With the League Cup settled as TNS unsurprisingly retained the trophy after seeing off Denbigh Town (who certainly didn’t embarrass themselves), the Welsh Premier League returns this weekend with the start of Phase 2.
The other 11 WPL clubs have had a week to catch their breath before embarking on the final 10 games games of the season in their respective conference.
Connah’s Quay and Newtown both secured their top-six places on the final day of Phase 1 a fortnight ago and it’ll be fascinating to see how both the Championship (top-six) and Play-Off Conference (bottom-six) pan out.
Today, we look at three storylines worth following from the Play-Off Conference where just 12 points separates the six teams. Tomorrow we’ll look at the Championship Conference.
Can Haverfordwest rally in Phase 2?
The league’s basement side start Phase 2 two points adrift nearest side Rhyl and seven points from safety but are Haverfordwest about to kick-start their campaign? The form book doesn’t make for good reading but when you look beyond the results, there are indications that County are growing in belief and perhaps beginning to find their feet in their return season in the WPL.
In six of their last seven defeats, County were beaten by a one goal margin. A distinct lack of goals has been the obvious problem facing manager Wayne Jones but with Luke Borrelli single-handedly carrying the side’s goalscoring responsibilities and a relatively solid defensive platform, should one or two County players start to weigh in with a few goals that gap at the bottom of the table could quickly diminish.
Aberystwyth must perform U-turn to save season.
It’s not been a good season for Aberystwyth Town I’m afraid, and after coughing and spluttering their way over the Phase 1 finishing line, Phase 2 could represent a long hard slog for the Seasiders. The task here for manager Ian Hughes is relatively straightforward on paper it seems: tighten up a leaking defence and re-establish Park Avenue as a fortress once again for visiting clubs, but that in reality could prove far trickier to accomplish.
The manner in which Aberystwyth collapsed, when in a good position to challenge for a top-six place, will be a big concern to Hughes and his assistant Wyn Thomas; as will the clear lack of discipline which was so apparent in their closing Phase 1 game with Newtown which evidently showed frustrations are high. There’s a growing feeling that all is not well within the Aber camp at present and Hughes and Thomas are presented with the major task of steadying the ship and turning things around.
The emergence of young prospects Liam Jacques and Jack Rimmer (just 16 years old!) have been rare bright spots in Aberystwyth’s season so far but I don’t believe the club have added enough to their squad following on from last season. The January transfer window has so far remained relatively quiet for Aber with the exception of of returning forward Jonathan Evans from the Mid-Wales League. The club must also fill the void left by striker Jamie Reed now that he has been recalled by TNS from his loan spell. Is Ian Hughes getting enough backing?
Bangor City: Play-Off hotshots or relegation candidates?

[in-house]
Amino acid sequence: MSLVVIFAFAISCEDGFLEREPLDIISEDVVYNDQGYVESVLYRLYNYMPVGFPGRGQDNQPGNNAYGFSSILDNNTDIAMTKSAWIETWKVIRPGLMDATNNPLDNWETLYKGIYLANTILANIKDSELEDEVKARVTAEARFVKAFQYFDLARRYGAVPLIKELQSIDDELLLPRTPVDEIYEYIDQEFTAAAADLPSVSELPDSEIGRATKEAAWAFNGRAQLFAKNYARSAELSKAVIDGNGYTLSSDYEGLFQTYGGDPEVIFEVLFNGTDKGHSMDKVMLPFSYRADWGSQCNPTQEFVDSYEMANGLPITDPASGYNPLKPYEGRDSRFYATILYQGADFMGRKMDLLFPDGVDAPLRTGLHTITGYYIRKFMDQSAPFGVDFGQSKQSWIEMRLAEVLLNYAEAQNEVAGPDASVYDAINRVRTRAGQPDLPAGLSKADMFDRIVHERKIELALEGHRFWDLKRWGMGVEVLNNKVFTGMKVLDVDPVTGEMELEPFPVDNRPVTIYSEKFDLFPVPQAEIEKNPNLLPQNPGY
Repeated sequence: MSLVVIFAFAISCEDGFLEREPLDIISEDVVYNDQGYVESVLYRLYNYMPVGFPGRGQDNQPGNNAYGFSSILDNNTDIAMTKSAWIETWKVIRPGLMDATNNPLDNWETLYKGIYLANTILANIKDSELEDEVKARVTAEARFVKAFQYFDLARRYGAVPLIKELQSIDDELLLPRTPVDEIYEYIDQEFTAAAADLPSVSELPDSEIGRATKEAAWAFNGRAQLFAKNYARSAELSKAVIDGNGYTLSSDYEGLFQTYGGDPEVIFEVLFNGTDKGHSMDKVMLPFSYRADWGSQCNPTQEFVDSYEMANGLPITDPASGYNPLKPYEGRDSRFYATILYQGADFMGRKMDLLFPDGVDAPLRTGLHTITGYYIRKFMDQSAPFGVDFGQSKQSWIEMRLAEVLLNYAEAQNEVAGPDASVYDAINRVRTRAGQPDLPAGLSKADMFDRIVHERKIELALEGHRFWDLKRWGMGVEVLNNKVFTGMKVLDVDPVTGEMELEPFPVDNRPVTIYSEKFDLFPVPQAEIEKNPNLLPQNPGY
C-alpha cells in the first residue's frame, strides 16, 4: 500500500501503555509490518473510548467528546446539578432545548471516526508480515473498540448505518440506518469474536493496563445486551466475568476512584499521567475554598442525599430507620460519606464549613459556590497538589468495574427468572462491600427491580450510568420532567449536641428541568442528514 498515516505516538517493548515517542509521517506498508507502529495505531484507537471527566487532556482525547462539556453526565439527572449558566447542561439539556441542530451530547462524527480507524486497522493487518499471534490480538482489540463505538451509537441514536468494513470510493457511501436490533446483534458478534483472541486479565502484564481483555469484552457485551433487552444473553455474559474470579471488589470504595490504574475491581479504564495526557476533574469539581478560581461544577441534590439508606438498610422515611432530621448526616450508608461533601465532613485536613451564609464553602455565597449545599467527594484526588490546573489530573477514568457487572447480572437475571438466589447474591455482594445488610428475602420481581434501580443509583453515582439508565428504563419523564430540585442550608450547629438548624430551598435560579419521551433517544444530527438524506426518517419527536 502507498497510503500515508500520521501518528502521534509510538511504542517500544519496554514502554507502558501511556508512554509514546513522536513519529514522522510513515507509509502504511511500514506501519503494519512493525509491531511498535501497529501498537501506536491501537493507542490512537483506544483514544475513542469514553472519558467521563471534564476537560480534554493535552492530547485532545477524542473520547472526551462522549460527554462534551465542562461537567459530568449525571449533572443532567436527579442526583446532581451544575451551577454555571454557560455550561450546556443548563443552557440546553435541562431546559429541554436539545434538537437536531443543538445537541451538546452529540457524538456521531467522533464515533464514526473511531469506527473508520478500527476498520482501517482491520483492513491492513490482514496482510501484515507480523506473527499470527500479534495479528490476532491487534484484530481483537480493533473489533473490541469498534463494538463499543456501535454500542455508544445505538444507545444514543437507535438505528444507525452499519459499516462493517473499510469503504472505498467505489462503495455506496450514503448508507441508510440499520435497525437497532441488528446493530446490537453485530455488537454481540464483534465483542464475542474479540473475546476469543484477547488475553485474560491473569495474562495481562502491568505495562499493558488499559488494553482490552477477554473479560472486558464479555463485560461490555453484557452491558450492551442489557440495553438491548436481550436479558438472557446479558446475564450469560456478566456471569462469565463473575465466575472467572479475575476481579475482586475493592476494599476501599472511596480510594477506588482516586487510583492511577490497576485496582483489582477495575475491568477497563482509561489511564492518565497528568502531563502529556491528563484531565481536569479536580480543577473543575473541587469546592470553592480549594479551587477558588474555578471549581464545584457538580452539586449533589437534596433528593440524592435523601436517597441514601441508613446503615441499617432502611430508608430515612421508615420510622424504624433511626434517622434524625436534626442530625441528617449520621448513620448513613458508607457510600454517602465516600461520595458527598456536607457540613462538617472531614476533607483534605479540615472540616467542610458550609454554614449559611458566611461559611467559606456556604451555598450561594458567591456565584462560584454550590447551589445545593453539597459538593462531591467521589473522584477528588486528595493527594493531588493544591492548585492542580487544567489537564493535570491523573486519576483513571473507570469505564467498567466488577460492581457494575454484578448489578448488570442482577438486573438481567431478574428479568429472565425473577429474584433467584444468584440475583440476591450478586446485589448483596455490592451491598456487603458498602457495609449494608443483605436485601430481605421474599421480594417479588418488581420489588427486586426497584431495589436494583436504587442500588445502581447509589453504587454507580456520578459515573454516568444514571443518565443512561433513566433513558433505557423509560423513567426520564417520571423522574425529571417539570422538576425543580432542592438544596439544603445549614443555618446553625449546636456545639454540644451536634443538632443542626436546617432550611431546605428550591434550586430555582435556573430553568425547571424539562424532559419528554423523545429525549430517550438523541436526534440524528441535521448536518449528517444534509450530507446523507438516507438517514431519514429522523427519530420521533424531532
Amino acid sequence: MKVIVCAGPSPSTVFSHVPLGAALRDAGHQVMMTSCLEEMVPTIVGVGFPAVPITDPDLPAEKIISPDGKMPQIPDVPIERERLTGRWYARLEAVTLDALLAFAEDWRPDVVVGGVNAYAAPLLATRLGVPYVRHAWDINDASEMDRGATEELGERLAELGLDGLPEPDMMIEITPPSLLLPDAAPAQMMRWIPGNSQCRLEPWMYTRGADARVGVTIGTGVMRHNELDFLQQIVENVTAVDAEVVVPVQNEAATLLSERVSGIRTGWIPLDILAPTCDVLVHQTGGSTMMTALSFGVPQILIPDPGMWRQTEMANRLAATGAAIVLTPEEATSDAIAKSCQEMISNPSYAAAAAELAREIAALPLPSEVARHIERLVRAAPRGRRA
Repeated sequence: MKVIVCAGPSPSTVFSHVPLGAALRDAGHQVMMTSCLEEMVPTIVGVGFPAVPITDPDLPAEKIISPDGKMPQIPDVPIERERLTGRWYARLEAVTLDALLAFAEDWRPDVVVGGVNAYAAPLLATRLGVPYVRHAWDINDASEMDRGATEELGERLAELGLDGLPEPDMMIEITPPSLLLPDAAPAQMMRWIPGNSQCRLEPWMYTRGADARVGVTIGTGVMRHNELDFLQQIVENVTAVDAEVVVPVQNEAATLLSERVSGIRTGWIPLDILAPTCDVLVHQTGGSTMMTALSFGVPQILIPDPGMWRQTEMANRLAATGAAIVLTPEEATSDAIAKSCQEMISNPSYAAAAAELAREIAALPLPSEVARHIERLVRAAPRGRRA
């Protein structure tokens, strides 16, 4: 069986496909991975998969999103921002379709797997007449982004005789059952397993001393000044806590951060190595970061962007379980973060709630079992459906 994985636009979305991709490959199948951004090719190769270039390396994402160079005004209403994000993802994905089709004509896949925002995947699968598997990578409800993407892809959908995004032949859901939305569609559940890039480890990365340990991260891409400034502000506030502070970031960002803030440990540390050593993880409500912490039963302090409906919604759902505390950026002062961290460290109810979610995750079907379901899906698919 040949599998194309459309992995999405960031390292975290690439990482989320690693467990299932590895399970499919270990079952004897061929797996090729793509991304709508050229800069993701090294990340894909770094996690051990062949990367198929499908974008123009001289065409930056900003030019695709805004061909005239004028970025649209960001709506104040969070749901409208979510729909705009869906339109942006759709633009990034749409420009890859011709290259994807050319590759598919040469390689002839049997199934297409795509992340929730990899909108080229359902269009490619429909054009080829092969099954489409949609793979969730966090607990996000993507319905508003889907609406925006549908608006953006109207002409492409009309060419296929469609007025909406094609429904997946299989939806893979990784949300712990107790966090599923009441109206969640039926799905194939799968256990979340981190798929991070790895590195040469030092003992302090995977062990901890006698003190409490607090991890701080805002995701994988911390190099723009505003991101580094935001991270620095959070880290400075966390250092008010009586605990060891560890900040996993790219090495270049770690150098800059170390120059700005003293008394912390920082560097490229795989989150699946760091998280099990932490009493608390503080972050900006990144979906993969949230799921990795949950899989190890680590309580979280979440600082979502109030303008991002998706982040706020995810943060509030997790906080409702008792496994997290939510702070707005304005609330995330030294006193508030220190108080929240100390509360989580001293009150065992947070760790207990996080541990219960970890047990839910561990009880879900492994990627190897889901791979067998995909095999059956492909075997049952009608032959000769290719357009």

It’s fair to say the Welsh Premier League has been erratic in terms of results this season but I don’t think there’s a club who’ve been quite as erratic as Bangor City.
Suffering City fans must be perplexed with their side’s form which even gave them an outside chance of reaching the top-six on the final round of Phase 1 games. I’ve always been of the opinion that a healthy WPL needs a Bangor City side competing at the top end of the table but as they go into Phase 2, I think they have just as good a chance of finishing top of the Play-Off Conference as they do as finishing in one of the relegation places, such is their own inconsistent form and nature of the league.
For me there are two determining factors which will decide Bangor’s season: injuries and recent signing Steve Lewis.
The Citizens have a squad limited in size and Nev Powell has openly admitted that they can become unhinged if missing three or four players. Powell has limited options beyond his starting XI but has he pulled a rabbit out of the hat in the signing of Steve Lewis?
I wasn’t enthused when it was announced Bangor had signed Lewis. He’s typically made an impact over a short period of time before leaving clubs under a cloud – but could that be about to change at Nantporth? He certainly fits the bill of the powerful, target-man type forward that City need – a void unfilled since the exit of you-know-who last summer – and it’s worked for Bangor so far. The fear with Lewis is should things turn sour, then Powell will be back at square one, outside of the transfer window, lacking goals with a paper-thin squad. Should injuries take their toll they may be spending more time looking over their shoulder than in front them.
Alternatively, Steve Lewis could thrive at a club of Bangor’s stature. Lewis will have the backing of a strong vocal fanbase, who’ll welcome match winning performances from a combative number 9 with open arms – and if City can get the rub of the green with injuries, they should be considered capable of holding their own in the Play-Off Conference and able to edge their way to seventh-spot.
I just think anything could happen with Bangor City in Phase 2, anything.
Tomorrow I’ll be looking ahead further up the table at the Championship Conference.
Image courtesy of Haverfordwest County.